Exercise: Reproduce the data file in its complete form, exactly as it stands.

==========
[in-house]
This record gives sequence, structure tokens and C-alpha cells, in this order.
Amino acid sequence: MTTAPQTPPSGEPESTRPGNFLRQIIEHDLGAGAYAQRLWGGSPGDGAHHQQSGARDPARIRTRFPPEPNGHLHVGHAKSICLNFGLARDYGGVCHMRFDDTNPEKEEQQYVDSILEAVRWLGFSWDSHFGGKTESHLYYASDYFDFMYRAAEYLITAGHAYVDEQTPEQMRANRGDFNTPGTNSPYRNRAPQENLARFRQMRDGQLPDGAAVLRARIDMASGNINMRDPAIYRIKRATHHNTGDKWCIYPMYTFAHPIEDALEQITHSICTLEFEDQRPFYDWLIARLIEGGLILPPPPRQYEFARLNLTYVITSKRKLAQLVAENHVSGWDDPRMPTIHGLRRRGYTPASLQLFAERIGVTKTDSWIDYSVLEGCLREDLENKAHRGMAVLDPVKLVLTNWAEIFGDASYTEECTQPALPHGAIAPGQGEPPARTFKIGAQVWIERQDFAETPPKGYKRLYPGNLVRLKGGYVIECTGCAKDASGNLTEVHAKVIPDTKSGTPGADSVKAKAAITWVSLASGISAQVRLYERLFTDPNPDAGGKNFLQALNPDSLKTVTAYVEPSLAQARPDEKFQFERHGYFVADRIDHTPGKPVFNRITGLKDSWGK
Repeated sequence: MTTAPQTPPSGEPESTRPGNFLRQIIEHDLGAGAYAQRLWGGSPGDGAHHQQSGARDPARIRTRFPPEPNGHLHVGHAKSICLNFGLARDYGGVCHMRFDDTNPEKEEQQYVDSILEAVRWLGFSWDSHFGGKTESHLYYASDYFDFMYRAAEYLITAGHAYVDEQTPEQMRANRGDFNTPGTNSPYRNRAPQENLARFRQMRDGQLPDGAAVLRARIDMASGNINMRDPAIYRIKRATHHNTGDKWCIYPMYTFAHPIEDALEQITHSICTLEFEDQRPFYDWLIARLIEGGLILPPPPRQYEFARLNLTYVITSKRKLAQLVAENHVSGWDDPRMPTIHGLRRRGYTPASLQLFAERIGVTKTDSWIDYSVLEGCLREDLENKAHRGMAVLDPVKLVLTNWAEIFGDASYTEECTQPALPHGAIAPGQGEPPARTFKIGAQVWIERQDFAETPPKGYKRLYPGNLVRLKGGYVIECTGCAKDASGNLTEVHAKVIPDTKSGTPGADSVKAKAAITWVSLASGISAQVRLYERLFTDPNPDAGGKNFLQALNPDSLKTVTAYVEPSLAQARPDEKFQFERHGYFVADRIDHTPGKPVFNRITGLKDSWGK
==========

[in-house]
This record gives sequence, structure tokens and C-alpha cells, in this order.
Amino acid sequence: MTTAPQTPPSGEPESTRPGNFLRQIIEHDLGAGAYAQRLWGGSPGDGAHHQQSGARDPARIRTRFPPEPNGHLHVGHAKSICLNFGLARDYGGVCHMRFDDTNPEKEEQQYVDSILEAVRWLGFSWDSHFGGKTESHLYYASDYFDFMYRAAEYLITAGHAYVDEQTPEQMRANRGDFNTPGTNSPYRNRAPQENLARFRQMRDGQLPDGAAVLRARIDMASGNINMRDPAIYRIKRATHHNTGDKWCIYPMYTFAHPIEDALEQITHSICTLEFEDQRPFYDWLIARLIEGGLILPPPPRQYEFARLNLTYVITSKRKLAQLVAENHVSGWDDPRMPTIHGLRRRGYTPASLQLFAERIGVTKTDSWIDYSVLEGCLREDLENKAHRGMAVLDPVKLVLTNWAEIFGDASYTEECTQPALPHGAIAPGQGEPPARTFKIGAQVWIERQDFAETPPKGYKRLYPGNLVRLKGGYVIECTGCAKDASGNLTEVHAKVIPDTKSGTPGADSVKAKAAITWVSLASGISAQVRLYERLFTDPNPDAGGKNFLQALNPDSLKTVTAYVEPSLAQARPDEKFQFERHGYFVADRIDHTPGKPVFNRITGLKDSWGK
Repeated sequence: MTTAPQTPPSGEPESTRPGNFLRQIIEHDLGAGAYAQRLWGGSPGDGAHHQQSGARDPARIRTRFPPEPNGHLHVGHAKSICLNFGLARDYGGVCHMRFDDTNPEKEEQQYVDSILEAVRWLGFSWDSHFGGKTESHLYYASDYFDFMYRAAEYLITAGHAYVDEQTPEQMRANRGDFNTPGTNSPYRNRAPQENLARFRQMRDGQLPDGAAVLRARIDMASGNINMRDPAIYRIKRATHHNTGDKWCIYPMYTFAHPIEDALEQITHSICTLEFEDQRPFYDWLIARLIEGGLILPPPPRQYEFARLNLTYVITSKRKLAQLVAENHVSGWDDPRMPTIHGLRRRGYTPASLQLFAERIGVTKTDSWIDYSVLEGCLREDLENKAHRGMAVLDPVKLVLTNWAEIFGDASYTEECTQPALPHGAIAPGQGEPPARTFKIGAQVWIERQDFAETPPKGYKRLYPGNLVRLKGGYVIECTGCAKDASGNLTEVHAKVIPDTKSGTPGADSVKAKAAITWVSLASGISAQVRLYERLFTDPNPDAGGKNFLQALNPDSLKTVTAYVEPSLAQARPDEKFQFERHGYFVADRIDHTPGKPVFNRITGLKDSWGK